Hereafter is a snippet of a simple implementation of such a network using the Pytorch Deep Learning framework.

# observation_shape: the dimension of the observation vector that serves as input to the network
# action_shape: the dimension of the action vector

class SoftQNetwork(nn.Module):
    def __init__(self):
        super(SoftQNetwork, self).__init__()
        self.fc1 = nn.Linear(observation_shape+action_shape, 256)
        self.fc2 = nn.Linear(256, 128)
        self.fc3 = nn.Linear(128, 1)

    def forward(self, x, a):
        x = torch.Tensor(x).to(device)
        x =[x, a], 1)
        x = F.relu(self.fc1(x))
        x = F.relu(self.fc2(x))
        x = self.fc3(x)
        return x

The same, but more contextualized implementation can be found in the SAC implementation of the CleanRL library.

Soft Q-Network objective and optimization

Slightly different from the traditional Q-network objective (DDPG, TD3, etc…), which predicts the “pure” expected discounted future return given a state, the Soft Q-Network incorporates the entropy of the policy into its objective, namely:

\[Q^{\pi}(s,a) = \mathbb{E}_{s' \sim P,a' \sim \pi} \big[ R(s,a) + \gamma (Q^\pi(s',a') + \alpha \underbrace{\mathcal{H}(\pi(\cdot \vert s'))}_{\text{policy's entropy}}) \big]\]

(A more in-depth explanation is provided in OpenAI SpinningUp, and / or the author’s definition in Eq. 3)

The training objective of the Soft Q-Networks thus consists in reducing the soft Bellman residual as follows:

\[J_{Q}(\theta) = \frac{1}{2} \mathbb{E}_{(s_t, a_t, r_t, s_{t+1}) \sim \mathcal{D}} \Big[ (Q_\theta(s_t, a_t) - y)^2 \Big] \\ \text{with} \enspace y = r(s_t, a_t) + \gamma (Q_\theta(s_{t+1},a_{t+1}) - \alpha \text{log} \pi_{\phi}(a_{t+1} \vert s_{t+1})), \\ \text{and where} \enspace a_{t+1} \sim \pi_\phi(\cdot \vert s_{t+1}),\]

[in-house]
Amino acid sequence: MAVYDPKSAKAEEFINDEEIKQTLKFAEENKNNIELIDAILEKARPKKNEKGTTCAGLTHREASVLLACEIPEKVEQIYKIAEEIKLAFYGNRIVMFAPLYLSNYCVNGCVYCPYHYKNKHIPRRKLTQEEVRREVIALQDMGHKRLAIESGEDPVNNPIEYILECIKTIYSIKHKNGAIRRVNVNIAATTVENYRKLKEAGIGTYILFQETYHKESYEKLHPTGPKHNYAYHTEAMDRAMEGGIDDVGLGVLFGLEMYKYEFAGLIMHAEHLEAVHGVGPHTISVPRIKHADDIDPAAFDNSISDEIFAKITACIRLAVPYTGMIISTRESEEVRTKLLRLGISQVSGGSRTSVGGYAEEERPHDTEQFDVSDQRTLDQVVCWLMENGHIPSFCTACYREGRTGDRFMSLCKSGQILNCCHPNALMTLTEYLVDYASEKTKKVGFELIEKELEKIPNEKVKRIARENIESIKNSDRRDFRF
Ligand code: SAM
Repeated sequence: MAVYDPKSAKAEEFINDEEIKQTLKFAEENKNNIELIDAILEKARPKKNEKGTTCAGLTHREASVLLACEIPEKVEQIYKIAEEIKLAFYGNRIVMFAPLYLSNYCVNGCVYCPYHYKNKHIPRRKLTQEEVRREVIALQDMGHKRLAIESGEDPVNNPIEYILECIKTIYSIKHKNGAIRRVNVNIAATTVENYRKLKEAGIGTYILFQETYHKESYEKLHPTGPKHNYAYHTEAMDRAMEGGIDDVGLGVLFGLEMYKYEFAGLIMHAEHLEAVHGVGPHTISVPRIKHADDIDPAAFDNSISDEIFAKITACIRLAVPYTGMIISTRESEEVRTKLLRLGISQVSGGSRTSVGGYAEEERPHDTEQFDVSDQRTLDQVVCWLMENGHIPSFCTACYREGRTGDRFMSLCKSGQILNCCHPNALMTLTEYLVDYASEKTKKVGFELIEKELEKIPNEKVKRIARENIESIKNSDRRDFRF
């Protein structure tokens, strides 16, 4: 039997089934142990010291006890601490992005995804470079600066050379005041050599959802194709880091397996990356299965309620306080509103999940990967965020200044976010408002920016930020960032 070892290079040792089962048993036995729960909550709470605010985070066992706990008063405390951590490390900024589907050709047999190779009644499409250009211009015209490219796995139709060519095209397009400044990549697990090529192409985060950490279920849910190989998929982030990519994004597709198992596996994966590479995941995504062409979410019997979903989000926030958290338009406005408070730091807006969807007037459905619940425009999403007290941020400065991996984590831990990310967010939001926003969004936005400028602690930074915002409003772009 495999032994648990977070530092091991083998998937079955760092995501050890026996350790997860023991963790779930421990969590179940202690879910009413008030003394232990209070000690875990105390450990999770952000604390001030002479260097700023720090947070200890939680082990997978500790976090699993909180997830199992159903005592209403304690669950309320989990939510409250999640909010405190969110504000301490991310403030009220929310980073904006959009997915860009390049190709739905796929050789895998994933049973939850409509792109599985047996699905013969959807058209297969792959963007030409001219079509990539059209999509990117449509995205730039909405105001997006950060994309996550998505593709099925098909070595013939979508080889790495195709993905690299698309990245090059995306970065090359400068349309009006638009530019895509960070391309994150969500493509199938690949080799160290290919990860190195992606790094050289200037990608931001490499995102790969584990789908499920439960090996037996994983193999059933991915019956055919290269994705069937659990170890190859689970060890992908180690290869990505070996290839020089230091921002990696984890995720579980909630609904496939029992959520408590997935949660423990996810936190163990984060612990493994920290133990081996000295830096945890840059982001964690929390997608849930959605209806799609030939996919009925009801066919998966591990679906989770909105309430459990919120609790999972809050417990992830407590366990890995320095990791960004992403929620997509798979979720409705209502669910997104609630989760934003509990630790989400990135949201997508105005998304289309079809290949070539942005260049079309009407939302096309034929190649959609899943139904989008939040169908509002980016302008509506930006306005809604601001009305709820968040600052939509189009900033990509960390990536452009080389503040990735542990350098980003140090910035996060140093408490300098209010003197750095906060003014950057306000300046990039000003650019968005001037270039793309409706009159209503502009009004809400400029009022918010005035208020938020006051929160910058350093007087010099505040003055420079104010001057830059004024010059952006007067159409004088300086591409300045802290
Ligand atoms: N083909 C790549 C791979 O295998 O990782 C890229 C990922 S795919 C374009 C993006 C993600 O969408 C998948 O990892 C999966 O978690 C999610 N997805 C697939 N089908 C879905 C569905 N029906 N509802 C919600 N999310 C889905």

where $(s_t,a_t,r_t,s_{t+1} \sim \mathcal{D})$ represent a batch of state, action, reward and next_state sample from the agent’s experience (trajectories collected by having the agent’s policy $\pi_{\phi}$ interact with the environment).

The mitigation of the over-estimation bias argued for in the original paper is thus achieved by having two (or more) independently parameterized soft Q-networks. Be it in the SAC, or the TD3 algorithm, the number of Q-network required to do so was empirically determined to be “at least 2”

In any case, letting our two soft Q-networks be $Q_{\theta_1}$ and $Q_{\theta_2}$ respectively parameterized by $\theta_1$ and $\theta_2$, the more explicit optimization objective can be written as follows:

\[J_{Q}(\theta_{i}) = \frac{1}{2} \mathbb{E}_{(s_t, a_t, r_t, s_{t+1}) \sim \mathcal{D}} \Big[ (Q_{\theta_i}(s_t, a_t) - y)^2 \Big] \\ \text{with} \enspace y = r(s_t, a_t) + \gamma ({\color{red} \min_{\theta_{1,2}}Q_{\theta_i}(s_{t+1},a_{t+1})} - \alpha \text{log} \pi_{\phi}(a_{t+1} \vert s_{t+1}))\]

Practically speaking, this whole optimization of the Soft Q-Networks is achieved by the following snippet of code:

# sample data from agent's experience
s_obs, s_actions, s_rewards, s_next_obses, s_dones = rb.sample(args.batch_size)

with torch.no_grad():
    # get next action a_{t+1} and log pi(a_{t+1} | s_{t+1})
    next_state_actions, next_state_log_pi, _ = pg.get_action(s_next_obses, device)
    # get Q_1(s_{t+1}, a_{t+1})
    qf1_next_target = qf1_target.forward(s_next_obses, next_state_actions, device)
    qf2_next_target = qf2_target.forward(s_next_obses, next_state_actions, device)
    # add the minimum of the Q values and add the policy entropy bonus
    min_qf_next_target = torch.min(qf1_next_target, qf2_next_target) - alpha * next_state_log_pi

     # this is the y in the equations above.